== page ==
If a peer receives a message that is larger than the value of max- message-size defined in the overlay configuration, the peer SHOULD send an Error_Message_Too_Large error and then close the TLS or DTLS session from which the message was received. Note that this error can be sent and the session closed before the peer receives the complete message. If the forwarding header is larger than the max- message-size, the receiver SHOULD close the TLS or DTLS session without sending an error.

The RELOAD mechanism requires that failed links be quickly removed from the Routing Table so end-to-end retransmission can handle lost messages. Overlay Link protocols MUST be designed with a mechanism that quickly signals a likely failure, and implementations SHOULD quickly act to remove a failed link from the Routing Table when receiving this signal. The entry can be restored if it proves to resume functioning, or it can be replaced at some point in the future if necessary. Section 10.7.2 contains more details specific to the CHORD-RELOAD Topology Plug-in.

The Framing Header (FH) is used to frame messages and provide timing when used on a reliable stream-based transport protocol. Simple Reliability (SR) uses the FH to provide congestion control and partial reliability when using unreliable message-oriented transport protocols. We will first define each of these algorithms in Sections 6.6.2 and 6.6.3, and then define Overlay Link protocols that use them in Sections 6.6.4, 6.6.5, and 6.6.6.

Note: We expect future Overlay Link protocols to define replacements for all components of these protocols, including the Framing Header. The three protocols that we will discuss have been chosen for simplicity of implementation and reasonable performance.

6.6.1. Future Overlay Link Protocols

It is possible to define new link-layer protocols and apply them to a new overlay using the "overlay-link-protocol" configuration directive (see Section 11.1.). However, any new protocols MUST meet the following requirements:

   Endpoint authentication:  When a node forms an association with
      another endpoint, it MUST be possible to cryptographically verify
      that the endpoint has a given Node-ID.
   Traffic origin authentication and integrity:  When a node receives
      traffic from another endpoint, it MUST be possible to
      cryptographically verify that the traffic came from a given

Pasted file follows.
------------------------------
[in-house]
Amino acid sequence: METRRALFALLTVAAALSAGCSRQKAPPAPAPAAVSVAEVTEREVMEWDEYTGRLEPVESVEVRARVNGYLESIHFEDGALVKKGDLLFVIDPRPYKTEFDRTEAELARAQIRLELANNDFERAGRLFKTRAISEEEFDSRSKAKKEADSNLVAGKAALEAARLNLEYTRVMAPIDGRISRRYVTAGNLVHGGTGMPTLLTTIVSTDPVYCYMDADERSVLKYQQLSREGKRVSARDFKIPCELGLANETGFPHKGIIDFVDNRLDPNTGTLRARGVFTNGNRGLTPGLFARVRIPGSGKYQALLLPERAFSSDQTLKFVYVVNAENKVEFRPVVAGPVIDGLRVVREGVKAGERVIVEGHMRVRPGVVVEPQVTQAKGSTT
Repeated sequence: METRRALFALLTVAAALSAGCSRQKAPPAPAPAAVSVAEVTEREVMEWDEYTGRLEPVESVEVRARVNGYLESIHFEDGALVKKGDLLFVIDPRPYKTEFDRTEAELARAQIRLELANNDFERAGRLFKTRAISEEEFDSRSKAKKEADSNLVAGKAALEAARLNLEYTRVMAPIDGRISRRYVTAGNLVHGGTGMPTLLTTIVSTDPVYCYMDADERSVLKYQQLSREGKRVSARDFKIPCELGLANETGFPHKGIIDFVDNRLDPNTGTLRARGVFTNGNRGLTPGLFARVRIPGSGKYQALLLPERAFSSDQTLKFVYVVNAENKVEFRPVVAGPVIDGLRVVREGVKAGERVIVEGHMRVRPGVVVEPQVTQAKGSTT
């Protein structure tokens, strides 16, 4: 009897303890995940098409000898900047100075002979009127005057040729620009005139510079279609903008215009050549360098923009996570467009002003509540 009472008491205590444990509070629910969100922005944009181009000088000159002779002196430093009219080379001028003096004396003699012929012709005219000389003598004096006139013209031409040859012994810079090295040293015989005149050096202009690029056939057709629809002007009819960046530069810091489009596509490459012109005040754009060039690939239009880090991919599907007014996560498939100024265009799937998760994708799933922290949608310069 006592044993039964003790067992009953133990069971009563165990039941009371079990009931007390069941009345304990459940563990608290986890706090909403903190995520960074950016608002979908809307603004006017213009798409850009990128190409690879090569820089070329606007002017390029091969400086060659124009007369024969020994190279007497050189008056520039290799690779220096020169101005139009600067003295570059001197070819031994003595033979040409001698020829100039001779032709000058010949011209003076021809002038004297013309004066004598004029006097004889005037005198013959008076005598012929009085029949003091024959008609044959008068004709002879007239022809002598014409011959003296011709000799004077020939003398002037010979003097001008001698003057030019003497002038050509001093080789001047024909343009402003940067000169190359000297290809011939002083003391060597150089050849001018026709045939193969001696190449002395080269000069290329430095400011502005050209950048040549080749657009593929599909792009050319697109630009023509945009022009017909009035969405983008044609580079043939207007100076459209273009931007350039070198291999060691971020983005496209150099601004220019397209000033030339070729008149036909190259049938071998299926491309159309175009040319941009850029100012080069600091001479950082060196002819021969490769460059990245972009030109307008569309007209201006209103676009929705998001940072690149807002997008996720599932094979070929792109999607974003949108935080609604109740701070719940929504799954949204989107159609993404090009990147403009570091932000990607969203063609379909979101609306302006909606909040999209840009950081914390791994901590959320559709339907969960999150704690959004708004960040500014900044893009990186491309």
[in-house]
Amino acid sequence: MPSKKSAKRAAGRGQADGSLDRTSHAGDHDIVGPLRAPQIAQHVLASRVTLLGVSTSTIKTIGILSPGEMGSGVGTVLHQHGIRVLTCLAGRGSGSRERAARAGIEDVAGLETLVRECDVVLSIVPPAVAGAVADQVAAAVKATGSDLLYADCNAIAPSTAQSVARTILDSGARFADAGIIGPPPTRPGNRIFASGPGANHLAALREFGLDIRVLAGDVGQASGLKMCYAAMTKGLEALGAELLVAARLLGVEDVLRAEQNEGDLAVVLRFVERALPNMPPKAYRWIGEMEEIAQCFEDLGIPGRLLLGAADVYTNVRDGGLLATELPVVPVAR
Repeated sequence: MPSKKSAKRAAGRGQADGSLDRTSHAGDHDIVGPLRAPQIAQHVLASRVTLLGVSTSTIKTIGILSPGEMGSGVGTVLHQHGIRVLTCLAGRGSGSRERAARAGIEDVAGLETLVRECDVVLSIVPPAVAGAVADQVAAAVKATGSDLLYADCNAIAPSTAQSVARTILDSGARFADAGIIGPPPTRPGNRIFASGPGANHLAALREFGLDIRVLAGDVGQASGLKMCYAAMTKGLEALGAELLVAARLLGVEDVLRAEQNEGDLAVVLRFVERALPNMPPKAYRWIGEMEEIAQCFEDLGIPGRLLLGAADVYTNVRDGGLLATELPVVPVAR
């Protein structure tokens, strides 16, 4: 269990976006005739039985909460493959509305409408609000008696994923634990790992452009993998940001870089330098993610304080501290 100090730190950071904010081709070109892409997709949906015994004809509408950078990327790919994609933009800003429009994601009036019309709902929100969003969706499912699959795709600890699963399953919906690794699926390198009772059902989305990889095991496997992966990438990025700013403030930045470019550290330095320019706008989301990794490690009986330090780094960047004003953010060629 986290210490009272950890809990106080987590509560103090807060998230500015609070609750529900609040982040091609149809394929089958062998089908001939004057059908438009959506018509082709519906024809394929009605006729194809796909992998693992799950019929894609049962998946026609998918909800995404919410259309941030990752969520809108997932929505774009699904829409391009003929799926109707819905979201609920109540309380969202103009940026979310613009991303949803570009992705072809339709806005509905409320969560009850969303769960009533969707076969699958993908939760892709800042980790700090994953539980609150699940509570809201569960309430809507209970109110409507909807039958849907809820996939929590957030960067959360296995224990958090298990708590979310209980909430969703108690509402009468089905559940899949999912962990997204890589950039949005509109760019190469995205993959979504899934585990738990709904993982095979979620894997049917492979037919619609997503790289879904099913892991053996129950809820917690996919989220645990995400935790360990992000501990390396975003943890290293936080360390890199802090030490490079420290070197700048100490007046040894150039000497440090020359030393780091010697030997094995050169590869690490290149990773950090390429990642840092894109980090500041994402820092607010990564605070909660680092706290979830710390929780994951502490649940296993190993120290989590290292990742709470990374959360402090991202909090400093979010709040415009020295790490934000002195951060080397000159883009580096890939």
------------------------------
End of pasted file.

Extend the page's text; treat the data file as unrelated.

association and that it has not been modified in transit from the
      other endpoint in the association.  The overlay link protocol MUST
      also provide replay prevention/detection.
   Traffic confidentiality:  When a node sends traffic to another
      endpoint, it MUST NOT be possible for a third party that is not
      involved in the association to determine the contents of that

Any new overlay protocol MUST be defined via Standards Action [RFC5226]. See Section 14.11. HIP

In a Host Identity Protocol Based Overlay Networking Environment (HIP BONE) [RFC6079], HIP [RFC5201] provides connection management (e.g., NAT traversal and mobility) and security for the overlay network. The P2PSIP Working Group has expressed interest in supporting a HIP- based link protocol. Such support would require specifying such details as:

  • How to issue certificates which provide identities meaningful to the HIP base exchange. We anticipate that this would require a mapping between Overlay Routable Cryptographic Hash Identifiers (ORCHIDs) and NodeIds.
  • How to carry the HIP I1 and I2 messages.
  • How to carry RELOAD messages over HIP.

[HIP-RELOAD] documents work in progress on using RELOAD with the HIP BONE. ICE-TCP

The ICE-TCP RFC [RFC6544] allows TCP to be supported as an Overlay Link protocol that can be added using ICE. Message-Oriented Transports

Modern message-oriented transports offer high performance and good congestion control, and they avoid head-of-line blocking in case of lost data. These characteristics make them preferable as underlying transport protocols for RELOAD links. SCTP without message ordering and DCCP are two examples of such protocols. However, currently they are not well-supported by commonly available NATs, and specifications for ICE session establishment are not available. Tunneled Transports